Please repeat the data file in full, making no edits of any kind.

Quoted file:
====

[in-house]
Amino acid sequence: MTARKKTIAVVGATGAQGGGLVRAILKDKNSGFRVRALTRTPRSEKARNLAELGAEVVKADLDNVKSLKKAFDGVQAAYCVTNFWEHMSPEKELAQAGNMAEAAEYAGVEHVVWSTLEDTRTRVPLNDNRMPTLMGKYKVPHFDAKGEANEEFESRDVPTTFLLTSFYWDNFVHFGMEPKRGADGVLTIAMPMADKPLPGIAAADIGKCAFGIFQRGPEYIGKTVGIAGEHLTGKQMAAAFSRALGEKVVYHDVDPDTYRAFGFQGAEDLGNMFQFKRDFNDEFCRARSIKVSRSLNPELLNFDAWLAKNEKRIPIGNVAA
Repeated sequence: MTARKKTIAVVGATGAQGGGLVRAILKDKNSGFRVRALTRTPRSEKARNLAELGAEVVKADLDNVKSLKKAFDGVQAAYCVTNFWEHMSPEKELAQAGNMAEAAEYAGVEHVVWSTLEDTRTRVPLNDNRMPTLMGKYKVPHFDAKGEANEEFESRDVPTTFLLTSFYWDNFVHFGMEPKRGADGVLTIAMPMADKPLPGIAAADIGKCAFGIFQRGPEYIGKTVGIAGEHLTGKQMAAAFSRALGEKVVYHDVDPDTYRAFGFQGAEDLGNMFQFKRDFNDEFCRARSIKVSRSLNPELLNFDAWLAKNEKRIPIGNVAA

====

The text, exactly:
[in-house]
Amino acid sequence: MTARKKTIAVVGATGAQGGGLVRAILKDKNSGFRVRALTRTPRSEKARNLAELGAEVVKADLDNVKSLKKAFDGVQAAYCVTNFWEHMSPEKELAQAGNMAEAAEYAGVEHVVWSTLEDTRTRVPLNDNRMPTLMGKYKVPHFDAKGEANEEFESRDVPTTFLLTSFYWDNFVHFGMEPKRGADGVLTIAMPMADKPLPGIAAADIGKCAFGIFQRGPEYIGKTVGIAGEHLTGKQMAAAFSRALGEKVVYHDVDPDTYRAFGFQGAEDLGNMFQFKRDFNDEFCRARSIKVSRSLNPELLNFDAWLAKNEKRIPIGNVAA
Repeated sequence: MTARKKTIAVVGATGAQGGGLVRAILKDKNSGFRVRALTRTPRSEKARNLAELGAEVVKADLDNVKSLKKAFDGVQAAYCVTNFWEHMSPEKELAQAGNMAEAAEYAGVEHVVWSTLEDTRTRVPLNDNRMPTLMGKYKVPHFDAKGEANEEFESRDVPTTFLLTSFYWDNFVHFGMEPKRGADGVLTIAMPMADKPLPGIAAADIGKCAFGIFQRGPEYIGKTVGIAGEHLTGKQMAAAFSRALGEKVVYHDVDPDTYRAFGFQGAEDLGNMFQFKRDFNDEFCRARSIKVSRSLNPELLNFDAWLAKNEKRIPIGNVAA